Late last year, Microsoft introduced its very tepid approach to social, called So.cl. Back in December the veils were first lifted from the project, and Microsoft was taking Facebook’s early approach by going after college kids and using interest graphs to help them build connections. Back then, it was only available to a handful of college kids around the country, and now it’s open to the masses. Even still, don’t hedge your bets on its long term success.
So.cl promises all of the tenants we’ve come to expect in our social applications: social search, multimedia experiences, and interest discovery. But none of it works, unless “works” is widely open to interpretation.
After connecting So.cl with your Facebook or Windows Live account, you’re launched into a very confusing service. The feed is full of information but none of it seems human. You’ll see Wikipedia entries, image search results, and “riffs.” The river, which is where all content is created and viewed, is more or less just a location for users’ searches conducted within So.cl – which is a really boring way to make a social network. The new social features from Bing do a better, cleaner job of connecting the two.
So the feed fails to engage interest or make a ton of sense, and that probably has something to do with not knowing who these people are. You automatically follow the “most popular” users on the site, and without the context of knowing these people at all, their activity is nonsensical at best, annoying at worst.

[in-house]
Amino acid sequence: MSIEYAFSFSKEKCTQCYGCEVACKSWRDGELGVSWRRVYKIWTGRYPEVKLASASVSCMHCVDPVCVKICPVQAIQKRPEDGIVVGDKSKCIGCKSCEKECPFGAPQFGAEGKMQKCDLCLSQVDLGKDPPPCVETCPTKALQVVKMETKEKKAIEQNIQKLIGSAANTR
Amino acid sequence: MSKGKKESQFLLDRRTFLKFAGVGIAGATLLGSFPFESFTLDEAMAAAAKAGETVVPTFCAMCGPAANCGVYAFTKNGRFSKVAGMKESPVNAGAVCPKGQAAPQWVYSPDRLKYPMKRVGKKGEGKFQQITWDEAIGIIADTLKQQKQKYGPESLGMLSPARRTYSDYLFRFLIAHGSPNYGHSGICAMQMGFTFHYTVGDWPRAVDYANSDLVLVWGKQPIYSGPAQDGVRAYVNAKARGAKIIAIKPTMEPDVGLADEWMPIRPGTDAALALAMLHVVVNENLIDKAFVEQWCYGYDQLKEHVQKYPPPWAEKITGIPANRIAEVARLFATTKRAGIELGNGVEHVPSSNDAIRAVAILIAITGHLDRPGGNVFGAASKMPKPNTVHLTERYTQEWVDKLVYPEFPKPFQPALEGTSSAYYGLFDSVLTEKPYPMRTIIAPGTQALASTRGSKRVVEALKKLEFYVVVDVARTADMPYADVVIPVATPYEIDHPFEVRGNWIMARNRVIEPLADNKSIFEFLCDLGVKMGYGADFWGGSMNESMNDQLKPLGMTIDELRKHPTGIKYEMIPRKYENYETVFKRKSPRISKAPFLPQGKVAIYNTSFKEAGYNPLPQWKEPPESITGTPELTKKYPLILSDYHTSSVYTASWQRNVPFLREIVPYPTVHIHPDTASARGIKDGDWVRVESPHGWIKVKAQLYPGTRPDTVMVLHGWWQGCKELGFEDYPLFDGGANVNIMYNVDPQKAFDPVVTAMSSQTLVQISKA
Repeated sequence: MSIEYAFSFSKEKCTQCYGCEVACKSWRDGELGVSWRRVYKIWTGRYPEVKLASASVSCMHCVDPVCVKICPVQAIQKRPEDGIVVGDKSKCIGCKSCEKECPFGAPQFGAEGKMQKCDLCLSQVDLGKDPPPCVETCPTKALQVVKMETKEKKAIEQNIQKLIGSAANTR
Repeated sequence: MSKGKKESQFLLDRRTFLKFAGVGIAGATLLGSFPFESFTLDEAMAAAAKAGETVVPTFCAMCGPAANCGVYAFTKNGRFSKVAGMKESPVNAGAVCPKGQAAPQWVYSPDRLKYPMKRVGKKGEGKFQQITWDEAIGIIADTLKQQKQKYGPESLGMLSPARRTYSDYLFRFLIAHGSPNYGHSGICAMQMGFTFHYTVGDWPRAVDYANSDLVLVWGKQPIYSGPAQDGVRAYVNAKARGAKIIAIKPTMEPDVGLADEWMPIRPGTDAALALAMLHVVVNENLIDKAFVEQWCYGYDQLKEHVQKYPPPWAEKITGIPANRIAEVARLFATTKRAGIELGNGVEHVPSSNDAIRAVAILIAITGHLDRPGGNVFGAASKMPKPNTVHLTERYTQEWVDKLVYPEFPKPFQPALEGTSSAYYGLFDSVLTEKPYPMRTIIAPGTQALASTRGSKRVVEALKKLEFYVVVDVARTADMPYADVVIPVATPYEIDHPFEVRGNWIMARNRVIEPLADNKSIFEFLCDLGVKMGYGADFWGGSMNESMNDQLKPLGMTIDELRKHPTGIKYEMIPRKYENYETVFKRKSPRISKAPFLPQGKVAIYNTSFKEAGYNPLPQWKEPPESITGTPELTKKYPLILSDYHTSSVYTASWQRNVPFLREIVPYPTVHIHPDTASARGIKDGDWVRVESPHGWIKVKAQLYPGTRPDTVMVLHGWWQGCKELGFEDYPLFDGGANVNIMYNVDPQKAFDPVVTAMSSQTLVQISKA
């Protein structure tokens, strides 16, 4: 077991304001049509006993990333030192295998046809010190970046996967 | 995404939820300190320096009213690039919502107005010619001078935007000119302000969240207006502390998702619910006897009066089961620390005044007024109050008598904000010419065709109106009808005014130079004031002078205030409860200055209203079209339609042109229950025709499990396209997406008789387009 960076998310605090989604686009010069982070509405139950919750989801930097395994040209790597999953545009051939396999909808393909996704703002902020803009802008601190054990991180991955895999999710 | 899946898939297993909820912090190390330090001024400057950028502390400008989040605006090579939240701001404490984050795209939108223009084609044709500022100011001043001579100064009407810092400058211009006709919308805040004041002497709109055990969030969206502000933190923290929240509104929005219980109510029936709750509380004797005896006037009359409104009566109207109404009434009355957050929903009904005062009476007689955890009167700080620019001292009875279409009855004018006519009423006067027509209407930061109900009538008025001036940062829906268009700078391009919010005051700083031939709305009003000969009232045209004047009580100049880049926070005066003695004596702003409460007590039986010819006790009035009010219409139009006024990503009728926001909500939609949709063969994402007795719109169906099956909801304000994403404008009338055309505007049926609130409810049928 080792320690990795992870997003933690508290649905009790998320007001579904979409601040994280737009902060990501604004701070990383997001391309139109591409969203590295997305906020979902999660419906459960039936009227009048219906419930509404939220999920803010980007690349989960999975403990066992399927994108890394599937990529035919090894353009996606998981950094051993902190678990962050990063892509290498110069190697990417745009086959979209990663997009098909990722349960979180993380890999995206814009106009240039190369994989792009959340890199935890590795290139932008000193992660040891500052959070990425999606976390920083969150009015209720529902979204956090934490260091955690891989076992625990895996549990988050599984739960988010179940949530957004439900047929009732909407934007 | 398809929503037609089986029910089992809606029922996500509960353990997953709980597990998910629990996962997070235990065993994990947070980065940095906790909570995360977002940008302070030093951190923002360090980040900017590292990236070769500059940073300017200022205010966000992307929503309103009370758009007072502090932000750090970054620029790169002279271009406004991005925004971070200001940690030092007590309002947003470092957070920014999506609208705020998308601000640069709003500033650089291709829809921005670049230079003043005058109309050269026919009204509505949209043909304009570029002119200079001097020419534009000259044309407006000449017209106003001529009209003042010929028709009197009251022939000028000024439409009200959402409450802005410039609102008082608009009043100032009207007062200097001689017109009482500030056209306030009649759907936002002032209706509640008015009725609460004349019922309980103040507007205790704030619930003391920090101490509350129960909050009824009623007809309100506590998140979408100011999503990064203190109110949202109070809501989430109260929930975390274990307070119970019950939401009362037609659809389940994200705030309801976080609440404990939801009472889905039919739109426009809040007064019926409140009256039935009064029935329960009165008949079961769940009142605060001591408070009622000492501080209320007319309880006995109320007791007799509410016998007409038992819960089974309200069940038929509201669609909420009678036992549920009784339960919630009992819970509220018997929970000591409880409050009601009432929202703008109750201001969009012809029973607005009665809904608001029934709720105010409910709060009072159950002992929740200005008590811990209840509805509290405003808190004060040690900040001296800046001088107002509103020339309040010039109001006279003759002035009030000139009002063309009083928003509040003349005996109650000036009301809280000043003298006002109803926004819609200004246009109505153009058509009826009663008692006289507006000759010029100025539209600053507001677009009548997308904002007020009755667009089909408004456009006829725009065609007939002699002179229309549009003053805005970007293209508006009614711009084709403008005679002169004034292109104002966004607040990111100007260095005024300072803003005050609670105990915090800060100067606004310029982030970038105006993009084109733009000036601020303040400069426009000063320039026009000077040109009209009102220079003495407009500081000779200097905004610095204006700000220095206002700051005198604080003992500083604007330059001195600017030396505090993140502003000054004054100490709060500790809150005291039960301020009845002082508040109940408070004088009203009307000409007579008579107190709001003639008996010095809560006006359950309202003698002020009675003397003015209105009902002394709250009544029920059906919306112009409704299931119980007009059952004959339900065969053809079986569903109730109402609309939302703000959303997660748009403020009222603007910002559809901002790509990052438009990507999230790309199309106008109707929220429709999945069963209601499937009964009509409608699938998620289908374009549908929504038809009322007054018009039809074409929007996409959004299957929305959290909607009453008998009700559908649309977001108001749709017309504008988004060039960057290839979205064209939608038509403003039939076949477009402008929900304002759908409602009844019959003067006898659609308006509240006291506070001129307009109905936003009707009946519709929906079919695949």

Sharing anything yourself is also incredibly unintuitive. You’re supposed to start by searching for something you’re interested in. I typed in “rafting.” From there, I get links to Rafting America, the Wikipedia entry for rafting, Rafting.com, and other similar sites. And then, in order to post something personally, you click the “add to post” icon, but clicking on the link itself will take you outside So.cl. You can pull in images to posts as well, but it’s all really strange and impersonal. And even if you only search for something, it’s posted to the feed. Making posting in and of itself sort of pointless. Also worth noting is that sometimes, I don’t want to know what other people are using the service to search for, case in point:
The biggest question surrounding So.cl is why? It’s a Microsoft project, but Microsoft already has a social plus search project – Bing. We just got done looking at the makeover it’s undergone, which is a pretty thorough Facebook-ification of the service. What’s the point of So.cl? The graphics are lacking, the interface confusing, and the community leaves much to be desired.
Microsoft clearly never intended for So.cl to take on Facebook. If you’re using the Facebook login to create new user accounts, you aren’t seriously considering become a viable competitor or alternative service – or even sitting pretty in the number three or four spot. And So.cl is likely going to be some sort of Bing side-project that will feed into its social amenities. Unless you change your settings, all your searches are going to be publicly posted to So.cl if you keep the application installed, making it easy to pull social info over.